Eleven carmakers, including Toyota, Honda, Nissan, Mazda, Ford, Chrysler and BMW, have recalled more than 14 million cars worldwide...
What began as a largely American problem for Takata is taking on ever-wider proportions, confronting drivers and regulators in multiple countries with differing legal systems and attitudes toward automobile safety.
Eleven carmakers, including Toyota, Honda, Nissan, Mazda, Ford, Chrysler and BMW, have recalled more than 14 million cars worldwide, including more than 11 million in the US, to fix a defect in airbags made by the Takata Corporation. Some have ruptured, sending metal fragments into the car. At least four deaths and more than 30 injuries have been strongly linked to the problem .
Faulty inflaters, made at North American plants, also ended up in overseas cars. In the US, the urgency over the faulty airbags, which has prompted 14.3 million recalls globally, has risen along with the death toll and the injuries. On Tuesday, federal regulators urged automakers to recall cars nationwide that contain Takata airbags.
Takata is expected to face scrutiny on Thursday over the issue at a Senate hearing on auto safety. Hiroshi Shimizu, the company’s senior vice-president for quality assurance in Japan, is set to testify before lawmakers, along with auto executives and safety regulators.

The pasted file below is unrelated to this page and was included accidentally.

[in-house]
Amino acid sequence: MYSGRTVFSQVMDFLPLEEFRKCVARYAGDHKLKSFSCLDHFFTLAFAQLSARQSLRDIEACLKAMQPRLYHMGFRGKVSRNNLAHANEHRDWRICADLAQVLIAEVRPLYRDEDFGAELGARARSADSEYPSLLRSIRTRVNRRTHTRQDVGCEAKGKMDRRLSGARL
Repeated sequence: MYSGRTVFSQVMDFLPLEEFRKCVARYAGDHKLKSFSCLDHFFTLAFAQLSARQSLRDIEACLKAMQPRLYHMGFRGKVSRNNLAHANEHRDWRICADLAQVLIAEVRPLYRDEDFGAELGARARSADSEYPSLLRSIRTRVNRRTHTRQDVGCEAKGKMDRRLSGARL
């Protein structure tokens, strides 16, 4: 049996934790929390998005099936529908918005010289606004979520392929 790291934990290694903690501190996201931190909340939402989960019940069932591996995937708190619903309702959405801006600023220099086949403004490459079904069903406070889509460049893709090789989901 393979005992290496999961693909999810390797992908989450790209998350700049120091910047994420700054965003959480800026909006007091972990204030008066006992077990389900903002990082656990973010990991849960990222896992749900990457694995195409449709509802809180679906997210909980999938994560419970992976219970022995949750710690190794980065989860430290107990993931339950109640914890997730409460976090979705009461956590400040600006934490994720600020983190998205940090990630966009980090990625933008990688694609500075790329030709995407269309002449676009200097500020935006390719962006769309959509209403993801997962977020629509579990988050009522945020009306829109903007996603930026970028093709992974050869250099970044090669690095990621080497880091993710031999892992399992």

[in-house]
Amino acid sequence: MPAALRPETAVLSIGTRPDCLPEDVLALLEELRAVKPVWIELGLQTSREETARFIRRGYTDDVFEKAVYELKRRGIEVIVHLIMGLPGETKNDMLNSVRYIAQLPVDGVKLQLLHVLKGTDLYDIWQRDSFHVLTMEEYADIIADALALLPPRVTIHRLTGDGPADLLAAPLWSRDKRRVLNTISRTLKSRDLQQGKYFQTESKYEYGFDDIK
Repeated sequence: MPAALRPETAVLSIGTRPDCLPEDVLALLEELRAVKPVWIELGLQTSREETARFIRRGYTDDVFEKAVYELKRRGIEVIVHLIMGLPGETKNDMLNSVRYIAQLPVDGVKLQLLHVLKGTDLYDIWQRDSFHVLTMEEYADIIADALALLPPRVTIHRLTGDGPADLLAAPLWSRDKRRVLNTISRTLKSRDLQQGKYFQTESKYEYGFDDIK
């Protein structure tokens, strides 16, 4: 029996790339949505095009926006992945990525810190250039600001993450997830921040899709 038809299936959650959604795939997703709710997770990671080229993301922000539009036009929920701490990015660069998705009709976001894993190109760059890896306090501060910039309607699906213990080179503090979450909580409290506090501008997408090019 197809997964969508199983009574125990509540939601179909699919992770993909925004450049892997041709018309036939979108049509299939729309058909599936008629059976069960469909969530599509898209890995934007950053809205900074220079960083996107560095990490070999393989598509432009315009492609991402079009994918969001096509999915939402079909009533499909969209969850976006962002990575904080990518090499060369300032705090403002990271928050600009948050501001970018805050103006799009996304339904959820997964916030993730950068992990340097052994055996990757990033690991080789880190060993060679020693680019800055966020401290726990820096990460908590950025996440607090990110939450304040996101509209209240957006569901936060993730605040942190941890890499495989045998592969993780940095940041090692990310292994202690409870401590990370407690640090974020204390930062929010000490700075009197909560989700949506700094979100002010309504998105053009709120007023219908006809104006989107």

“The problem is that nobody knows how far it’s going to go — how many millions more vehicles,” said Koji Endo, an expert on the Japanese automobile industry at Advanced Research Japan.
The fallout has been limited on Takata’s home turf in Japan. A few incidents of ruptured airbags have been reported by auto regulators. And lawyers aren’t clamouring for class-action suits, as in the US.
Takata’s response has also been muted, with its chairman remaining largely mum on the issue in recent months. While the company has apologised broadly to customers affected by the recalls, the only hint that it was bracing for more potential problems came during Takata’s recent financial results in early November. Takata, which forecast a wider loss for the year, said it “was not possible to predict further costs” related to the recalls.
“Takata takes very seriously the allegations made against the company,” Alby Berman, a Takata spokesman at its North American headquarters in Auburn Hills, Michigan, said in a statement. “Our chairman is ensuring that we fully cooperate with the government investigation. He is engaged and committed to leading the company through this process.”
The scope of the regulatory problem in Japan has been limited so far. Between 2009 and 2013, authorities made a series of recalls, in the low thousands, for faulty Takata airbags. Just four incidents of ruptured airbags have been reported by Japanese regulators, with no deaths or injuries noted in their recall announcements.